Author: Daniel David Tune
Tune, Daniel David, 2013 Single walled carbon nanotube photovoltaics, Flinders University, School of Chemical and Physical Sciences
This electronic version is made publicly available by Flinders University in accordance with its open access policy for student theses. Copyright in this thesis remains with the author. This thesis may incorporate third party material which has been used by the author pursuant to Fair Dealing exceptions. If you are the owner of any included third party copyright material and/or you believe that any material has been made available without permission of the copyright owner please contact firstname.lastname@example.org with the details.
The environmental and climatic drivers for massively increased use of photovoltaics for energy generation can hardly be understated. Due to the high cost of energy from the current generation of silicon-based photovoltaics relative to that from highly subsidised fossil fuels, there is great interest in finding alternative materials and device architectures for light harvesting applications. Single walled carbon nanotubes are an allotrope of carbon with some unique electrical and optical properties which make them promising as various elements of photovoltaic systems. Exploring and developing methods of harnessing their properties is thus desirable and much work has already been done in this emerging field. Before the work presented in this thesis began in 2009, carbon nanotubes had been employed in various roles in different types of solar cells including as transparent electrodes, as additives to improve charge dissociation and transport in organic bulk heterojunctions and the titania of dye sensitised solar cells, and as contributing or scaffolding elements of donor-acceptor type photoelectrochemical systems with porphyrins, quantum dots and more. Throughout this thesis, the results of new experimental and theoretical investigations into some further applications of single walled carbon nanotubes in photovoltaics will be presented, with particular focus on carbon nanotube-silicon solar cells.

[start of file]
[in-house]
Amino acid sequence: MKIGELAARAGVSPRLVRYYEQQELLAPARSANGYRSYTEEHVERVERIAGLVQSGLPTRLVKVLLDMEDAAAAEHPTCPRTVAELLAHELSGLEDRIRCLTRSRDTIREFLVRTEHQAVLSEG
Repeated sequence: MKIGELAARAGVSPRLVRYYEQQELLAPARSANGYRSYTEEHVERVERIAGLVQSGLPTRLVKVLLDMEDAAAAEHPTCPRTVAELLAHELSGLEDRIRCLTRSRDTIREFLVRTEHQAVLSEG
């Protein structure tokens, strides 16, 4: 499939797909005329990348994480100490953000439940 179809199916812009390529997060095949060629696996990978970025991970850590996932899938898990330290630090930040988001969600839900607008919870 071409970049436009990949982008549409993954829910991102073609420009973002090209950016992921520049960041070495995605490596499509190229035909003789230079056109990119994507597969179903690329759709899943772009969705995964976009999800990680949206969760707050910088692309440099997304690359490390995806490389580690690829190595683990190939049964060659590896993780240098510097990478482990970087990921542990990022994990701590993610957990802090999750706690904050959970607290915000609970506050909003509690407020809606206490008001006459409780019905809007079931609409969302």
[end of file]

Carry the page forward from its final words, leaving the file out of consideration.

Keywords: Cabon nanotubes,conducting polymers,materials science,modelling,photovoltaics,silicon,software,solar cells
Subject: Nanotechnology thesis
Thesis type: Doctor of Philosophy
School: School of Chemical and Physical Sciences
Supervisor: Joseph G. Shapter